AWS ParallelCluster Auto Scaling - AWS ParallelCluster

AWS ParallelCluster Auto Scaling

The auto scaling strategy described here applies to HPC clusters that are deployed with one of the supported traditional job schedulers, either Son of Grid Engine ( SGE ), Slurm Workload Manager ( Slurm ), or Torque Resource Manager ( Torque ). When deployed with one of these schedulers, AWS ParallelCluster implements the scaling capabilities by managing the Auto Scaling Group (ASG) of the compute nodes, and then changing the scheduler configuration as needed. For HPC clusters that are based on AWS Batch, AWS ParallelCluster relies on the elastic scaling capabilities provided by the AWS-managed job scheduler. For more information, see What Is Amazon EC2 Auto Scaling in the Amazon EC2 Auto Scaling User Guide.

Clusters deployed with AWS ParallelCluster are elastic in several ways. Setting the initial_queue_size specifies the minimum size value of the ComputeFleet ASG, and also the desired capacity value. Setting the max_queue_size specifies the maximum size value of the ComputeFleet ASG.

   A basic Auto Scaling group.

Scaling Up

Every minute, a process called jobwatcher runs on the master instance. It evaluates the current number of instances required by the pending jobs in the queue. If the total number of busy nodes and requested nodes is greater than the current desired value in the ASG, it adds more instances. If you submit more jobs, the queue is re-evaluated and the ASG is updated, up to the specified max_queue_size.

With an SGE scheduler, each job requires a number of slots to run (one slot corresponds to one processing unit, for example, a vCPU). To evaluate the number of instances that are required to serve the currently pending jobs, the jobwatcher divides the total number of requested slots by the capacity of a single compute node. The capacity of a compute node that corresponds to the number of available vCPUs depends on the Amazon EC2 instance type that is specified in the cluster configuration.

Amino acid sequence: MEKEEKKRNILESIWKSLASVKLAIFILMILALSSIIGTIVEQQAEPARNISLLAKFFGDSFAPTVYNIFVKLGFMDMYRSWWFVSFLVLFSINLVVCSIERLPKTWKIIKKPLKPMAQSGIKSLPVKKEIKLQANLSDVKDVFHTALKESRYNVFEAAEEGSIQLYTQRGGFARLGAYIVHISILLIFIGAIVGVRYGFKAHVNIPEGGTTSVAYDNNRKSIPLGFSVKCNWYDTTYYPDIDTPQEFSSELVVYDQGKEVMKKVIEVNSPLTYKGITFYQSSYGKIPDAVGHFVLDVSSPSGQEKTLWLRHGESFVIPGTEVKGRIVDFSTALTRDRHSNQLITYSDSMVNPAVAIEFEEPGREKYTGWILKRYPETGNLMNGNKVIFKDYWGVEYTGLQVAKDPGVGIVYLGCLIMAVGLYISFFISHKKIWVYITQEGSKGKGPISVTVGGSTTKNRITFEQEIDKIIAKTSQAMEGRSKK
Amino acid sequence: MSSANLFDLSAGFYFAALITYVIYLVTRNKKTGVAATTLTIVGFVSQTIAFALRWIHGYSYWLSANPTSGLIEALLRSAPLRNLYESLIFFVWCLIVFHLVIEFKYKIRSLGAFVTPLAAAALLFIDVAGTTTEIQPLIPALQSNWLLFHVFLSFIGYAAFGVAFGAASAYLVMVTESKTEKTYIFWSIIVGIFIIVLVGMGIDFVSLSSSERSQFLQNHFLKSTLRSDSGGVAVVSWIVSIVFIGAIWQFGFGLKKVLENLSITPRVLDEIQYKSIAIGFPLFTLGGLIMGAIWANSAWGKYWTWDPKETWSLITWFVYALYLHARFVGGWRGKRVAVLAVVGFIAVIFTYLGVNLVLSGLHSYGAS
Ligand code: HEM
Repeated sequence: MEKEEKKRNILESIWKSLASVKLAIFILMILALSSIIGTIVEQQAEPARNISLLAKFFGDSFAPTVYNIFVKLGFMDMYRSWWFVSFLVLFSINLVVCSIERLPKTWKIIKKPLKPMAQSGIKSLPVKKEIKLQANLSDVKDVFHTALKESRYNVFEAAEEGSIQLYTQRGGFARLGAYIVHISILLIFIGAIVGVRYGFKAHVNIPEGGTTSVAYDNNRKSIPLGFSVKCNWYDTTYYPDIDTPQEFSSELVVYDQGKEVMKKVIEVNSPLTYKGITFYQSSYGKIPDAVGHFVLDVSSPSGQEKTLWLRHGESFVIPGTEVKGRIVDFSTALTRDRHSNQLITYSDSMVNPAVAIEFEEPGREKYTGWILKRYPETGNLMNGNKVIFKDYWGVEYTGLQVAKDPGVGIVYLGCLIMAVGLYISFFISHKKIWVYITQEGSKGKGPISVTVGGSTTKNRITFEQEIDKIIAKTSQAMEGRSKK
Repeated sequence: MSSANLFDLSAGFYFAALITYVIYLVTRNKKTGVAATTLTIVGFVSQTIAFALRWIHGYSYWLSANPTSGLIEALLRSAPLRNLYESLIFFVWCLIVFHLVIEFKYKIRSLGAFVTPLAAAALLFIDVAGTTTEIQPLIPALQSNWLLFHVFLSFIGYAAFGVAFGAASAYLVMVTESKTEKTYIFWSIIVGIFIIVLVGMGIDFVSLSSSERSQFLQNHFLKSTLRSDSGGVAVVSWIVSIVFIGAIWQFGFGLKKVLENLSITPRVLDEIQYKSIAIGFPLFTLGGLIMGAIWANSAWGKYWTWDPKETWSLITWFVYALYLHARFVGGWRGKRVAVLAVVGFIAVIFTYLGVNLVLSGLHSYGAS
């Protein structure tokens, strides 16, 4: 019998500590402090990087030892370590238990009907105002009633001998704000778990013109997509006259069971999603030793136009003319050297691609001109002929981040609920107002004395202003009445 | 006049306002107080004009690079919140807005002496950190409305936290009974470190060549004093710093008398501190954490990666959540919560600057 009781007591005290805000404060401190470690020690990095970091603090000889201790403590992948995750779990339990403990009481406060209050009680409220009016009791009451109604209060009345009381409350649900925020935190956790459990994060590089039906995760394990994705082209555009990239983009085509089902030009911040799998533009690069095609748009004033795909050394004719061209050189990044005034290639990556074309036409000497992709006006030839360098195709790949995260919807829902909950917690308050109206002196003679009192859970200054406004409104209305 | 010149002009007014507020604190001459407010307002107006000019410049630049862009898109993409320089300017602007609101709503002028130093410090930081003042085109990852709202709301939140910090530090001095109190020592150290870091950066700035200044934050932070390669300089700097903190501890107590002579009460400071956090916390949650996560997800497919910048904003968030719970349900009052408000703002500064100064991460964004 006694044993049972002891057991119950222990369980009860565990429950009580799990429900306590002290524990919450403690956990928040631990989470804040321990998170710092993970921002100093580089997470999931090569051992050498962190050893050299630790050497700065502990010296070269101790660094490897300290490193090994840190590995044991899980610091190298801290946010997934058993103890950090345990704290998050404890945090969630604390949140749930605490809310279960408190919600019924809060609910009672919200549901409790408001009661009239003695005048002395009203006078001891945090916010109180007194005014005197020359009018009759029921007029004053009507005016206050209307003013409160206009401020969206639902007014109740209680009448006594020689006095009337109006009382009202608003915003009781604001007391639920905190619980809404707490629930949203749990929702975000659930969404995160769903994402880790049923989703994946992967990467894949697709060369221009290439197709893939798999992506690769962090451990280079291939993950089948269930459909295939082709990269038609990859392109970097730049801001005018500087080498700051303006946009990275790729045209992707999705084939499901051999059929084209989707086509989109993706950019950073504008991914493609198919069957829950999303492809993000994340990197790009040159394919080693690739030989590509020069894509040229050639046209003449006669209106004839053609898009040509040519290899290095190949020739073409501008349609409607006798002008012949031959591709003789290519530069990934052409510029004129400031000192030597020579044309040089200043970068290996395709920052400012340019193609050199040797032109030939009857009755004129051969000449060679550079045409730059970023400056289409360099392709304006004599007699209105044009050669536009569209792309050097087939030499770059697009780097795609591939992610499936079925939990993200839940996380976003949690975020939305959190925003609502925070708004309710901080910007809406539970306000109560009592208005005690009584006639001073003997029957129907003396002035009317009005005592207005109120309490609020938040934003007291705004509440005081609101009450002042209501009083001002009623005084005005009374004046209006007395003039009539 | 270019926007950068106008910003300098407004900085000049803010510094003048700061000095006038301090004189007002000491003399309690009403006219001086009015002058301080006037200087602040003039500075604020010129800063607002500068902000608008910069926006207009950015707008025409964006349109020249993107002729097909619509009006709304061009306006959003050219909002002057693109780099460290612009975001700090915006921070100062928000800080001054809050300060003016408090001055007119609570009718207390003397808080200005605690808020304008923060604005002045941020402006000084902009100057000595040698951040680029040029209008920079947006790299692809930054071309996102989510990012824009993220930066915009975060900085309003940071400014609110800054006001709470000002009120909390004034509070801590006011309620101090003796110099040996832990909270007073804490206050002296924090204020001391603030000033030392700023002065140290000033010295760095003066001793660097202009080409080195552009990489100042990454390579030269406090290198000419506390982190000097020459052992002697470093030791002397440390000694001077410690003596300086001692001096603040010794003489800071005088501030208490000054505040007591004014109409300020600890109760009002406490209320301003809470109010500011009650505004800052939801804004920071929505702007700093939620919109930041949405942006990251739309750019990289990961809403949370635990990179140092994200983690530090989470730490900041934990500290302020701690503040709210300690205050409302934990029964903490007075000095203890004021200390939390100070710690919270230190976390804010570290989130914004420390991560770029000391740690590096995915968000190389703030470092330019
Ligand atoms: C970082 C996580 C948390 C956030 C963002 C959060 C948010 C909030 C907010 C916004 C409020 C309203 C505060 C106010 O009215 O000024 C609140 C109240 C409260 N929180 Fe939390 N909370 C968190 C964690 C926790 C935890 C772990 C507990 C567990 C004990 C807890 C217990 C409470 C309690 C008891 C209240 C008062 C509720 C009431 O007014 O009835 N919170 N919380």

With Slurm and Torque schedulers, each job might require both a number of nodes and a number of slots per node, depending on circumstance. For each request, the jobwatcher determines the number of compute nodes that are needed to fulfill the new computational requirements. For example, let's assume a cluster with c5.2xlarge (8 vCPU) as the compute instance type, and three queued pending jobs with the following requirements:

  • job1: 2 nodes / 4 slots each

  • job2: 3 nodes / 2 slots each

  • job3: 1 node / 4 slots each

In this example, the jobwatcher requires three new compute instances in the ASG to serve the three jobs.

Current limitation: auto scale up logic does not consider partially loaded busy nodes. i.e. A node that is running a job is considered busy even if there are empty slots.

Scaling Down

On each compute node, a process called nodewatcher runs and evaluates the idle time of the node. An instance is terminated when both of the following conditions are met:

  • An instance has no jobs for a period of time longer than the scaledown_idletime (the default setting is 10 minutes)

  • There are no pending jobs in the cluster

To terminate an instance, nodewatcher calls the TerminateInstanceInAutoScalingGroup API call, which removes an instance if the size of the ASG is at least the minimum ASG size. This process scales down a cluster without affecting running jobs. It also enables an elastic cluster, with a fixed base number of instances.

Static Cluster

The value of auto scaling is the same for HPC as with any other workloads. The only difference is that AWS ParallelCluster has code that makes it interact more intelligently. For example, if a static cluster is required, you set the initial_queue_size and max_queue_size parameters to the exact size of cluster that is required,. and then you set the maintain_initial_size parameter to true. This causes the ComputeFleet ASG to have the same value for minimum, maximum, and desired capacity.